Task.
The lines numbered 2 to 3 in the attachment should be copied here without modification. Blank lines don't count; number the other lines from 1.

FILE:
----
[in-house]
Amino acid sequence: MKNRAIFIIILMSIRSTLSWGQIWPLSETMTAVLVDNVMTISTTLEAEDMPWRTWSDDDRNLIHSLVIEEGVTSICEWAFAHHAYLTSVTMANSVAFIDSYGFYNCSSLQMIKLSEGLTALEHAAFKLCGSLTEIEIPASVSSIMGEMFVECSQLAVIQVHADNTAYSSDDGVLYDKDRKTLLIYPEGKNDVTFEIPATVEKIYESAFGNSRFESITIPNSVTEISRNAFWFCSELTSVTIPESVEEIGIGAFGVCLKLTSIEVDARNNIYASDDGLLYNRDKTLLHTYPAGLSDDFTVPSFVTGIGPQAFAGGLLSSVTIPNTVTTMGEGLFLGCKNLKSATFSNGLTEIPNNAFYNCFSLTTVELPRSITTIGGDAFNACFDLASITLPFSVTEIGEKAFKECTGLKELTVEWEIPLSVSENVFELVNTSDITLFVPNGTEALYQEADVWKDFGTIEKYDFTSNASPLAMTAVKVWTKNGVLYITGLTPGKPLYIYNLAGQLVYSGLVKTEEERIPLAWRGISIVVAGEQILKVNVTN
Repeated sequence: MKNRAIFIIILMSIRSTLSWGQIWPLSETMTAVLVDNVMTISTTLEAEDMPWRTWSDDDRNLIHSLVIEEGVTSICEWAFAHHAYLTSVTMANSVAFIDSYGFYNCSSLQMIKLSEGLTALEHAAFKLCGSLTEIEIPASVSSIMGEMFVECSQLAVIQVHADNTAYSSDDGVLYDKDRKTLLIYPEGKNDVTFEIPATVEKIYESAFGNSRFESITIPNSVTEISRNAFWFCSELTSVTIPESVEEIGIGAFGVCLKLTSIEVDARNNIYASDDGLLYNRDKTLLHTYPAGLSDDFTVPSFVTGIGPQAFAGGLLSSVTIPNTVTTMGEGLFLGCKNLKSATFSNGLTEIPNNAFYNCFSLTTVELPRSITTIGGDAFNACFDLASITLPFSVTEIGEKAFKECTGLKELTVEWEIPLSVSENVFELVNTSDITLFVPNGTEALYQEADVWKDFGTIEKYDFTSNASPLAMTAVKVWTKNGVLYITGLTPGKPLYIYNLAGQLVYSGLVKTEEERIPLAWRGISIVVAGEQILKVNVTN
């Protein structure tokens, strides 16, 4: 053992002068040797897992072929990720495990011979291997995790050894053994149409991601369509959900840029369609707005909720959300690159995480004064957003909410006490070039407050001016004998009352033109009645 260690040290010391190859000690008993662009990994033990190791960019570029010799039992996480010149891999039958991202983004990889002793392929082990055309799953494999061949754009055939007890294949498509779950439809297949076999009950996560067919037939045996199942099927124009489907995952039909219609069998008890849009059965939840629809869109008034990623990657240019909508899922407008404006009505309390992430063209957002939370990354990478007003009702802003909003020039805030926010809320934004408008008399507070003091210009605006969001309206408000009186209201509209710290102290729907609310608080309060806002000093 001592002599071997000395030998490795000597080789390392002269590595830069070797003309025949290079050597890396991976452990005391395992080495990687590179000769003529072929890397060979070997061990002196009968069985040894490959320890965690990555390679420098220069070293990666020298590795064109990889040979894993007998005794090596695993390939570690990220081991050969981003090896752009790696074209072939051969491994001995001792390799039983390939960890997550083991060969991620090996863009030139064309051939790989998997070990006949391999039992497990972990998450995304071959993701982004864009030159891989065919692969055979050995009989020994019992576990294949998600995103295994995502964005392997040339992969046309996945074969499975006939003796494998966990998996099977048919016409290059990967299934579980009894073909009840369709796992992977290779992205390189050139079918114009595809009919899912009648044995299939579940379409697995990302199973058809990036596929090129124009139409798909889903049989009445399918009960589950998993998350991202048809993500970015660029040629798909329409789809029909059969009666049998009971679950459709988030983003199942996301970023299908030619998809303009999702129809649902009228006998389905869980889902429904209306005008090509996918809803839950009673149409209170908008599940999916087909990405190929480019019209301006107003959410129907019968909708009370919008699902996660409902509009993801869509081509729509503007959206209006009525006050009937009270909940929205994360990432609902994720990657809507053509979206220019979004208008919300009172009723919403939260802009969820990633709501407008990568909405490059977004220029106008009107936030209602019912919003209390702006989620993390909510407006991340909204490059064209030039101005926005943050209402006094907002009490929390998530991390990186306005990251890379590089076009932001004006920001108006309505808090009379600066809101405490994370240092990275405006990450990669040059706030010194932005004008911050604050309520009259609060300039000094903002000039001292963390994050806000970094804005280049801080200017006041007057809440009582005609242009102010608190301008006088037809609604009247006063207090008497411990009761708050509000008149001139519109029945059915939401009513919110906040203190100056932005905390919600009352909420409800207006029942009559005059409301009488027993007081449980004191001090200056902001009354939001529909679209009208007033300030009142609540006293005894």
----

Amino acid sequence: MKNRAIFIIILMSIRSTLSWGQIWPLSETMTAVLVDNVMTISTTLEAEDMPWRTWSDDDRNLIHSLVIEEGVTSICEWAFAHHAYLTSVTMANSVAFIDSYGFYNCSSLQMIKLSEGLTALEHAAFKLCGSLTEIEIPASVSSIMGEMFVECSQLAVIQVHADNTAYSSDDGVLYDKDRKTLLIYPEGKNDVTFEIPATVEKIYESAFGNSRFESITIPNSVTEISRNAFWFCSELTSVTIPESVEEIGIGAFGVCLKLTSIEVDARNNIYASDDGLLYNRDKTLLHTYPAGLSDDFTVPSFVTGIGPQAFAGGLLSSVTIPNTVTTMGEGLFLGCKNLKSATFSNGLTEIPNNAFYNCFSLTTVELPRSITTIGGDAFNACFDLASITLPFSVTEIGEKAFKECTGLKELTVEWEIPLSVSENVFELVNTSDITLFVPNGTEALYQEADVWKDFGTIEKYDFTSNASPLAMTAVKVWTKNGVLYITGLTPGKPLYIYNLAGQLVYSGLVKTEEERIPLAWRGISIVVAGEQILKVNVTN
Repeated sequence: MKNRAIFIIILMSIRSTLSWGQIWPLSETMTAVLVDNVMTISTTLEAEDMPWRTWSDDDRNLIHSLVIEEGVTSICEWAFAHHAYLTSVTMANSVAFIDSYGFYNCSSLQMIKLSEGLTALEHAAFKLCGSLTEIEIPASVSSIMGEMFVECSQLAVIQVHADNTAYSSDDGVLYDKDRKTLLIYPEGKNDVTFEIPATVEKIYESAFGNSRFESITIPNSVTEISRNAFWFCSELTSVTIPESVEEIGIGAFGVCLKLTSIEVDARNNIYASDDGLLYNRDKTLLHTYPAGLSDDFTVPSFVTGIGPQAFAGGLLSSVTIPNTVTTMGEGLFLGCKNLKSATFSNGLTEIPNNAFYNCFSLTTVELPRSITTIGGDAFNACFDLASITLPFSVTEIGEKAFKECTGLKELTVEWEIPLSVSENVFELVNTSDITLFVPNGTEALYQEADVWKDFGTIEKYDFTSNASPLAMTAVKVWTKNGVLYITGLTPGKPLYIYNLAGQLVYSGLVKTEEERIPLAWRGISIVVAGEQILKVNVTN